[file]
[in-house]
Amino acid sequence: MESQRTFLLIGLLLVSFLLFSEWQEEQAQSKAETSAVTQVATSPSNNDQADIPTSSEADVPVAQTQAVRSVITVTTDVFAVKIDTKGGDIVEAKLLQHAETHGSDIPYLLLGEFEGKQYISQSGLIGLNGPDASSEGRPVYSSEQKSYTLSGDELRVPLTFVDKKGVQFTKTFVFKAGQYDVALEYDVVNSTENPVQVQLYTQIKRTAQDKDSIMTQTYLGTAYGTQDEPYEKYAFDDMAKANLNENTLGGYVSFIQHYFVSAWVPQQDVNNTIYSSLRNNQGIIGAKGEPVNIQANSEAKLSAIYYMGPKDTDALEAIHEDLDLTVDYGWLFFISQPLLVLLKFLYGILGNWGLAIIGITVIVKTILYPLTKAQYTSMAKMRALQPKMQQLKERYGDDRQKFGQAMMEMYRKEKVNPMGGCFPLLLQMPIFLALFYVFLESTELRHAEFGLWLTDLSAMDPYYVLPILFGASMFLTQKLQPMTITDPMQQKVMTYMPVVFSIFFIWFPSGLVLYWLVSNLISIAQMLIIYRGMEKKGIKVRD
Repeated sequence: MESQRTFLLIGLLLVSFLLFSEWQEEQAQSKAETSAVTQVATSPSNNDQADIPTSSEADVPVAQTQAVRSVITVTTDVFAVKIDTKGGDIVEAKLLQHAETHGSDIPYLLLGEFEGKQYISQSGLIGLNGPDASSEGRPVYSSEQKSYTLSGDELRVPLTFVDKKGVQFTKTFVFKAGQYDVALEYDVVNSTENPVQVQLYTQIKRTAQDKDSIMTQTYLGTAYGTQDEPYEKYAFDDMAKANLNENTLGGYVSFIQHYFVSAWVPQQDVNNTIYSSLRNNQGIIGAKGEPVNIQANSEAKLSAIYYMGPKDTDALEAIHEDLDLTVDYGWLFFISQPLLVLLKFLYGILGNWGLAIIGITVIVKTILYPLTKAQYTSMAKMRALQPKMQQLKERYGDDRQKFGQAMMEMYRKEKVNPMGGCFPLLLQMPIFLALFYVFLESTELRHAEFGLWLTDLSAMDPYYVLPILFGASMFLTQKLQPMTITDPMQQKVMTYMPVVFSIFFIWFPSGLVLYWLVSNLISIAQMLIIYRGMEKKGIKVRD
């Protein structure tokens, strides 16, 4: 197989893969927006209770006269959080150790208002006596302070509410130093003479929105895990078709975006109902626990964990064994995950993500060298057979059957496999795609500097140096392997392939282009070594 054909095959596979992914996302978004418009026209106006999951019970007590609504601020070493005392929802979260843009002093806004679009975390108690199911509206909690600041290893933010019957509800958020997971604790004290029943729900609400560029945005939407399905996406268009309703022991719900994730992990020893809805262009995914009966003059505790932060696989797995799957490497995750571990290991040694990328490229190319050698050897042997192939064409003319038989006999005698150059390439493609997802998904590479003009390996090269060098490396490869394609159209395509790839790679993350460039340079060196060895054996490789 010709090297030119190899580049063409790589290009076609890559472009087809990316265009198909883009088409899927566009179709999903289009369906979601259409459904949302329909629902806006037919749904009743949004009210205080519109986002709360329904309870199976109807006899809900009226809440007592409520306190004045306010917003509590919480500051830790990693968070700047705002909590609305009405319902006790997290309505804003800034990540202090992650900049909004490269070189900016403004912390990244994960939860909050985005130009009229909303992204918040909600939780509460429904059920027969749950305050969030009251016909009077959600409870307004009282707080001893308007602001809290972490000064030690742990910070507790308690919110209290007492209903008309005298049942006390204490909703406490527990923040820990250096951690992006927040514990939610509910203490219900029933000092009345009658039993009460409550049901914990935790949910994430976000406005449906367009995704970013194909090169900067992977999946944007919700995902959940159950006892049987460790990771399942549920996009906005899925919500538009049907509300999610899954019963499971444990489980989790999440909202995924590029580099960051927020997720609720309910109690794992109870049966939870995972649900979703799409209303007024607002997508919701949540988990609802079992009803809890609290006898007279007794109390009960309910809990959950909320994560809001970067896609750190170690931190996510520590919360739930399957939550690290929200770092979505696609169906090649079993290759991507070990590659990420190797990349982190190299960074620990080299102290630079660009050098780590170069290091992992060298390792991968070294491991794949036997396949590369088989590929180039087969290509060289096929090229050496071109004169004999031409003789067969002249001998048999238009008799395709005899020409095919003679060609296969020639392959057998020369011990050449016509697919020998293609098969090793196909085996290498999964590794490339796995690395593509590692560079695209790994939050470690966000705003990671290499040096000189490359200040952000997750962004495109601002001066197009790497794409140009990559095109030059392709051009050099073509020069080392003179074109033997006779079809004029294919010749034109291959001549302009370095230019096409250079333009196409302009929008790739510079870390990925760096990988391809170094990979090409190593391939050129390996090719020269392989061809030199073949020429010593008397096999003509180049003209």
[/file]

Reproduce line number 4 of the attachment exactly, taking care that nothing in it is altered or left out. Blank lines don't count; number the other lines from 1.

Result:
């Protein structure tokens, strides 16, 4: 197989893969927006209770006269959080150790208002006596302070509410130093003479929105895990078709975006109902626990964990064994995950993500060298057979059957496999795609500097140096392997392939282009070594 054909095959596979992914996302978004418009026209106006999951019970007590609504601020070493005392929802979260843009002093806004679009975390108690199911509206909690600041290893933010019957509800958020997971604790004290029943729900609400560029945005939407399905996406268009309703022991719900994730992990020893809805262009995914009966003059505790932060696989797995799957490497995750571990290991040694990328490229190319050698050897042997192939064409003319038989006999005698150059390439493609997802998904590479003009390996090269060098490396490869394609159209395509790839790679993350460039340079060196060895054996490789 010709090297030119190899580049063409790589290009076609890559472009087809990316265009198909883009088409899927566009179709999903289009369906979601259409459904949302329909629902806006037919749904009743949004009210205080519109986002709360329904309870199976109807006899809900009226809440007592409520306190004045306010917003509590919480500051830790990693968070700047705002909590609305009405319902006790997290309505804003800034990540202090992650900049909004490269070189900016403004912390990244994960939860909050985005130009009229909303992204918040909600939780509460429904059920027969749950305050969030009251016909009077959600409870307004009282707080001893308007602001809290972490000064030690742990910070507790308690919110209290007492209903008309005298049942006390204490909703406490527990923040820990250096951690992006927040514990939610509910203490219900029933000092009345009658039993009460409550049901914990935790949910994430976000406005449906367009995704970013194909090169900067992977999946944007919700995902959940159950006892049987460790990771399942549920996009906005899925919500538009049907509300999610899954019963499971444990489980989790999440909202995924590029580099960051927020997720609720309910109690794992109870049966939870995972649900979703799409209303007024607002997508919701949540988990609802079992009803809890609290006898007279007794109390009960309910809990959950909320994560809001970067896609750190170690931190996510520590919360739930399957939550690290929200770092979505696609169906090649079993290759991507070990590659990420190797990349982190190299960074620990080299102290630079660009050098780590170069290091992992060298390792991968070294491991794949036997396949590369088989590929180039087969290509060289096929090229050496071109004169004999031409003789067969002249001998048999238009008799395709005899020409095919003679060609296969020639392959057998020369011990050449016509697919020998293609098969090793196909085996290498999964590794490339796995690395593509590692560079695209790994939050470690966000705003990671290499040096000189490359200040952000997750962004495109601002001066197009790497794409140009990559095109030059392709051009050099073509020069080392003179074109033997006779079809004029294919010749034109291959001549302009370095230019096409250079333009196409302009929008790739510079870390990925760096990988391809170094990979090409190593391939050129390996090719020269392989061809030199073949020429010593008397096999003509180049003209």